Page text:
The personal account of expecting a baby and becoming a mother during the coronavirus emergency in Rome.
By Theresa Potenza
Everyone has that one defining moment. That day or event when the weight and reality of the pandemic comes crashing down on them. It could be the day that all museums or schools closed. Or when there was a flour shortage in the supermarket. One of the most exciting but daunting moments for some could be, a positive pregnancy test. Or even, a positive covid test. During the pandemic, I experienced both.
In November, we were eight months into the pandemic and I was 34 weeks pregnant. I fell asleep in the car as I parked before unloading the groceries. That evening while cooking dinner, cutting an onion, I realised I had lost my smell. I put the onion close up to my nose and tried desperately to get my olfactory working with anything I could find in the house... perfume, soaps, onions, garlic... nothing. That’s when I knew, I wasn’t just tired. I had covid. Despite not going to work and isolating myself from friends at a time when I needed them the most, with a weakened immune system due to pregnancy, I got the virus.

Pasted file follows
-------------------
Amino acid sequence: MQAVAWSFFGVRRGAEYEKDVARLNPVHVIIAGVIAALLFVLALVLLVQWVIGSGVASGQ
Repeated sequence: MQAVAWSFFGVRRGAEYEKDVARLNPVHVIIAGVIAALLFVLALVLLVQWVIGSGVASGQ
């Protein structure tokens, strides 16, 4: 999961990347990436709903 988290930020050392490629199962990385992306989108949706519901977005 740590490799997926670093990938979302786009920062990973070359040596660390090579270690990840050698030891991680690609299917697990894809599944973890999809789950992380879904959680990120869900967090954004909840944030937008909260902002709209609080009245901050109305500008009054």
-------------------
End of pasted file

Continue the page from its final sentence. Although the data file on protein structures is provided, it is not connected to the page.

The next 24 hours, as my energy levels weakened and my taste and smell disappeared, my mind raced with so many questions. The primary concern: where could I get prenatal care being covid positive, and since I was close to my due date, where can I deliver my baby?
A string of phone calls led to the conclusion that in Lazio there are two hospitals that have a covid maternity centre: Policinico Gemelli and Policlinico Umberto 1. These hospitals are evolving daily to meet the needs of pregnant women with the coronavirus. I had planned my delivery at a different hospital but now my labour was taking an unexpected and unfamiliar turn.
My husband dropped me off outside the maternity ward of Ospedale Gemelli where I subsequently waited in a makeshift tent with cement flooring, canvas walls and a portaloo, in the car park while a team of nurses came out in hazmat gear over a span of 12 hours to provide a series of covid tests, blood tests and sonograms.
I arrived at noon and a room in a special ward in the hospital finally opened up for me at midnight. After sitting in a plastic chair in the November cold in the parking lot of the hospital for half a day, I was never so happy to be in a hospital bed. A place designed specifically to care for someone like me, a designated covid maternity centre.